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Class action to recoup billions of rands paid for legal fees and debt collection costs

Stellenbosch Law Clinic won a ground-breaking judgment in the Cape High Court that would put a cap on the outstanding garnishee order amounts owed. Photo: Pexels

Stellenbosch Law Clinic won a ground-breaking judgment in the Cape High Court that would put a cap on the outstanding garnishee order amounts owed. Photo: Pexels

Published Dec 17, 2019


CAPE TOWN – A class action would be launched to recover billions of rand paid to credit providers, for legal fees and debt collection costs by consumers with garnishee orders over the past three years, Summit Financial chief executive Clark Gardner said. 

This was after the company and the Stellenbosch Law Clinic, representing 10 indebted clients, on Friday won a ground-breaking judgment in the Cape High Court that would put a cap on the outstanding garnishee order amounts owed, and the unregulated and unfair way in which debt collection costs had prejudiced the poor in the past.

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The court case listed no less than 49 respondents, including the National Credit Regulator, Banking Association of South Africa, Minister of Justice and Correctional Services, Minister of Trade and Industry, Council for Debt Collectors, National Forum on Legal Profession, Law Society of South Africa, most of the major banks, South African Human Rights Commission, Consumer Goods Council and some of the major retailers such as The Foschini Group. Truworths, Mr Price Group, Edcon and Lewis Group. 

Gardner said about 1.3 million consumers were paying debts via garnishee orders on their salaries, while about 1.5 million were likely to have paid off or contributed to paying towards those orders in the past three years. He believed these could, on average, achieve up to R5 000 savings or refunds on legal fees and other costs on their amounts owing, potentially releasing more than R4 billion into the consumer economy. The costs of the court case were awarded to the key respondents.

Gardner said the judgment will have wide implications for the debt collection industry. The cap on debts collected on garnishee orders to double the initial debt, including costs, would provide clarity to banks and credit providers on the extent of debts owed to them. It would also encourage lenders to lend more responsibly, in that it may cost the lender too much to recover a small debt, in terms of legal fees and other costs. This should also help encourage consumers to stay away from mid-month short-term loans to rather take out longer term, lower cost loans, said Gardner.

Gardner said Summit and the Stellenbosch Law Clinic had taken on “incredible risk” in launching the litigation on behalf of their clients, because of the financial risk, because the case had required additional resources and personnel, and because it took the company outside of its normal functions.

He said there was a risk the case may be appealed, even though the judgment would likely put an end to the problem of “spiralling debt” among over-indebted consumers with emolument orders, a problem that all respondents, including those that claimed to have a mandate to represent the interests of consumers, had agreed was a problem.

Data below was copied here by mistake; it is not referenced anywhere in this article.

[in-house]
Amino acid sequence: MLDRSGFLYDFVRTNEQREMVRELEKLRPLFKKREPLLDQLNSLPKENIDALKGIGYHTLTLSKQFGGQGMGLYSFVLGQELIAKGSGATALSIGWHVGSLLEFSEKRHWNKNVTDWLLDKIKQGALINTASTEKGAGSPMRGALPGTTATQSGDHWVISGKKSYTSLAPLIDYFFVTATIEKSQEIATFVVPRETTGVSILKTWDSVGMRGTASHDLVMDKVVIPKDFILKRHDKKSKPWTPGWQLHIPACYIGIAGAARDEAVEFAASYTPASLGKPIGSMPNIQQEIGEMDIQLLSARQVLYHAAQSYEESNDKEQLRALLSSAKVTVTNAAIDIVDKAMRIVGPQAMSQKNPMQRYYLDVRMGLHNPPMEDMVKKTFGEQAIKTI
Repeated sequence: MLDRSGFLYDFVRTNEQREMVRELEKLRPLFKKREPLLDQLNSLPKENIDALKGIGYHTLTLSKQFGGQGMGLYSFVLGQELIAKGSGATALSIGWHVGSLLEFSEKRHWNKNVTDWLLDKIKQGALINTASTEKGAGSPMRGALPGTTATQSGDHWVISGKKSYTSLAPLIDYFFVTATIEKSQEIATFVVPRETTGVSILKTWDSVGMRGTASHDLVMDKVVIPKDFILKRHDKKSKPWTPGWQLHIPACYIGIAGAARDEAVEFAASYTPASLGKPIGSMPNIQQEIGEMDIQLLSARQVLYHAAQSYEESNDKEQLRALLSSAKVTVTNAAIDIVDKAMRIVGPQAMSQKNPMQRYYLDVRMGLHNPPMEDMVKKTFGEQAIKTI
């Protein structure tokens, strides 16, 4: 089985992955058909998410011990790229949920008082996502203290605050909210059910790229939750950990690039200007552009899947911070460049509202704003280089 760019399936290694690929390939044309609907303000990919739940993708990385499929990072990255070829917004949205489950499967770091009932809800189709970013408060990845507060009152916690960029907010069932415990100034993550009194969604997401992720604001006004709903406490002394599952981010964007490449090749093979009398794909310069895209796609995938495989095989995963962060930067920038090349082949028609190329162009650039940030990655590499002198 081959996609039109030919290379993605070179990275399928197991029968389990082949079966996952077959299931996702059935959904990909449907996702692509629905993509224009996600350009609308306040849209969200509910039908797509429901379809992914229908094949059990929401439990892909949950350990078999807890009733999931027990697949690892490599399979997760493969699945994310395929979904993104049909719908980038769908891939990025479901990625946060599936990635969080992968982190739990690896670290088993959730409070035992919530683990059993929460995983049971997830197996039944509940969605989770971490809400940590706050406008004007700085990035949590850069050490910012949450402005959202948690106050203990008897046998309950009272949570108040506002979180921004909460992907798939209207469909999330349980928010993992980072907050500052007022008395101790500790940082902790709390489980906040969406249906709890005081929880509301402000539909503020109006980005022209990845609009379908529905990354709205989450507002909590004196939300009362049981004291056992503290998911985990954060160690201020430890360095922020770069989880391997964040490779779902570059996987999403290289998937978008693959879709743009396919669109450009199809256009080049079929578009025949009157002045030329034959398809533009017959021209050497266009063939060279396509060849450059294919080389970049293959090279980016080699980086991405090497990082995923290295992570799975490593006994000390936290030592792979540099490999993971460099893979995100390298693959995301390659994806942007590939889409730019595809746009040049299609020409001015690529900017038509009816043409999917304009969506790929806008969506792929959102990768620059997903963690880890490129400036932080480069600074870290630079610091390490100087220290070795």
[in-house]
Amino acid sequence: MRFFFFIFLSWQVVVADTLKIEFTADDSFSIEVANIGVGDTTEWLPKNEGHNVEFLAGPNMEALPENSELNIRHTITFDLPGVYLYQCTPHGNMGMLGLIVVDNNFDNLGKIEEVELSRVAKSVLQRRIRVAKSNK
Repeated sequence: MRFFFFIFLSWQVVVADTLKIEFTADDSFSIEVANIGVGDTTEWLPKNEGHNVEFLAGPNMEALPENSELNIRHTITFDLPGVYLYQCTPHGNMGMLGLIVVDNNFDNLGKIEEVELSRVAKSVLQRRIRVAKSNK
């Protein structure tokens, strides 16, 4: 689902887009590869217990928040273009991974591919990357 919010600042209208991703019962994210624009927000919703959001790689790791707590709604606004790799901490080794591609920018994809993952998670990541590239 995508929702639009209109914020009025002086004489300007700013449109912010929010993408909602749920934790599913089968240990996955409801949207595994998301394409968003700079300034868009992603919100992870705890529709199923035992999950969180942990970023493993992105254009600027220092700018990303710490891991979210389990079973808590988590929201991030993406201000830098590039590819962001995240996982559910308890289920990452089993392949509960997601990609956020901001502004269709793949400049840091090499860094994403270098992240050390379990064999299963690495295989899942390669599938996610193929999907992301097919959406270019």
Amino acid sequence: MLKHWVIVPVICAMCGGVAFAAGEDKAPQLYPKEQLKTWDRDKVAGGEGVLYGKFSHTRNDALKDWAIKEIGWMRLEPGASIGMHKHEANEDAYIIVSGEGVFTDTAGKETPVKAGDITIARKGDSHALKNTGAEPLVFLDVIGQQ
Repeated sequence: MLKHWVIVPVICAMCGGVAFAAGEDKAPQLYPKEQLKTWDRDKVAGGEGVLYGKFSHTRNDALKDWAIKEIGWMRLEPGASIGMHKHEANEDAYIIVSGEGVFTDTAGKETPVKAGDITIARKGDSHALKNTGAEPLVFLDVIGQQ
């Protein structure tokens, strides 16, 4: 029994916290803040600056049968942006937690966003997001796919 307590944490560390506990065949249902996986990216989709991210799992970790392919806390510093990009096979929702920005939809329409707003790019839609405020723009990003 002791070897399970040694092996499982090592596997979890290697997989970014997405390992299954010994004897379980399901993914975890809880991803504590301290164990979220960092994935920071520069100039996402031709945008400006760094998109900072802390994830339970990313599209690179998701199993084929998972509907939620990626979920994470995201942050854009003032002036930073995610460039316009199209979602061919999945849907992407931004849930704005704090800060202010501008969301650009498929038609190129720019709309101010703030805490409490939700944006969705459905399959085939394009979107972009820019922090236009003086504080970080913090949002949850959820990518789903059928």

Examples of how consumers overpaid for debt before the court included one applicant, who had borrowed R5 600, had paid R13 000, and still owed R13 300. Another borrowed R16 000, repaid R19 000, and still owed R13 800. Another applicant borrowed R6 000, paid R14 300 towards it, and still owed R10 000.

Judge Brian Hack said in the judgment these represented “a very small number of persons who are in the same debt spiral with allegedly little hope of paying off their debt in any reasonable period”. A major reason for the escalation of these debts were collection charges, often passed on when the debt was sold to another debt collector, and legal fees.

The judge did not mince words about the credit providers in the case before him. “None of the credit providers in this matter can be said to have attempted to resolve the dispute by adhering to the hallmarks of equity, good faith, reasonableness or equality. On the contrary again they have allowed costs to run up with apparent abandon,” Judge Hack wrote in his judgment.

“If equality requires all persons an equal right to access to credit, but consumers are not equal in their ability to pay, then it must equally mean that the cost of credit must be adapted accordingly. In reality, the converse has happened and the cost of credit for small loans is disproportionately higher than for large loans,” he said.

“But if the pursuit of profit results in the exploitation of the poor and ever widening disparity of wealth, this gives meaning to the other rubric that the rich are getting richer and the poor are getting poorer,” he noted further in his judgment in relation to how the National Credit Act, was meant to be interpreted to curb the further enslavement of the poor in spiralling debt.

He declared that, without changing any laws, that the amount owing by debtors under emolument attachment, would be limited to double the debt, including costs, from the time that the debt was incurred.

He also declared that “all collection costs should include legal fees” incurred by the credit provider, and that all legal fees on debt collection should be approved by the court taxing master as other legal fees are, or should be agreed to by the consumer.


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